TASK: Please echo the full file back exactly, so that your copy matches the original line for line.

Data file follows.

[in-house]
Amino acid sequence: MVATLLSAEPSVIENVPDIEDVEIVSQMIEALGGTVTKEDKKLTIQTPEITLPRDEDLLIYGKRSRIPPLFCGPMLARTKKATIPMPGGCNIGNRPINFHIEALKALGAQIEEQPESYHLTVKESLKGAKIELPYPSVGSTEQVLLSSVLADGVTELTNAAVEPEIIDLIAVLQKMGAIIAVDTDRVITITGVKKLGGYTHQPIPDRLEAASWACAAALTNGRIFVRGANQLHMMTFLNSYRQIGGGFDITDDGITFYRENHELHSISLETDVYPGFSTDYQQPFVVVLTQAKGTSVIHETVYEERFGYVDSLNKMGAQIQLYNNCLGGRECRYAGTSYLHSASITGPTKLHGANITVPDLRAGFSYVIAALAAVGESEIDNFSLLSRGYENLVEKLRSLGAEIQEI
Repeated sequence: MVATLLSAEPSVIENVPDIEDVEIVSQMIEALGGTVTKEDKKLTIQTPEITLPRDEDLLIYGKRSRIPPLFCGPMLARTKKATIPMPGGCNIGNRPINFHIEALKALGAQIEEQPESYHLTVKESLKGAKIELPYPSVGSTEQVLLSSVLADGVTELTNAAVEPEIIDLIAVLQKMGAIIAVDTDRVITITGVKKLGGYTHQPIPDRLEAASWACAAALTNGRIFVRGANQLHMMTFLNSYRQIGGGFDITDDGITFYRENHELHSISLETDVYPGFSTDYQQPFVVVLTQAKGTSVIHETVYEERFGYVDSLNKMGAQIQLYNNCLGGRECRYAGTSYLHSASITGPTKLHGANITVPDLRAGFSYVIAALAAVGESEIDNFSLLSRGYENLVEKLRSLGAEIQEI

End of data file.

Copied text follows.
[in-house]
Amino acid sequence: MVATLLSAEPSVIENVPDIEDVEIVSQMIEALGGTVTKEDKKLTIQTPEITLPRDEDLLIYGKRSRIPPLFCGPMLARTKKATIPMPGGCNIGNRPINFHIEALKALGAQIEEQPESYHLTVKESLKGAKIELPYPSVGSTEQVLLSSVLADGVTELTNAAVEPEIIDLIAVLQKMGAIIAVDTDRVITITGVKKLGGYTHQPIPDRLEAASWACAAALTNGRIFVRGANQLHMMTFLNSYRQIGGGFDITDDGITFYRENHELHSISLETDVYPGFSTDYQQPFVVVLTQAKGTSVIHETVYEERFGYVDSLNKMGAQIQLYNNCLGGRECRYAGTSYLHSASITGPTKLHGANITVPDLRAGFSYVIAALAAVGESEIDNFSLLSRGYENLVEKLRSLGAEIQEI
Repeated sequence: MVATLLSAEPSVIENVPDIEDVEIVSQMIEALGGTVTKEDKKLTIQTPEITLPRDEDLLIYGKRSRIPPLFCGPMLARTKKATIPMPGGCNIGNRPINFHIEALKALGAQIEEQPESYHLTVKESLKGAKIELPYPSVGSTEQVLLSSVLADGVTELTNAAVEPEIIDLIAVLQKMGAIIAVDTDRVITITGVKKLGGYTHQPIPDRLEAASWACAAALTNGRIFVRGANQLHMMTFLNSYRQIGGGFDITDDGITFYRENHELHSISLETDVYPGFSTDYQQPFVVVLTQAKGTSVIHETVYEERFGYVDSLNKMGAQIQLYNNCLGGRECRYAGTSYLHSASITGPTKLHGANITVPDLRAGFSYVIAALAAVGESEIDNFSLLSRGYENLVEKLRSLGAEIQEI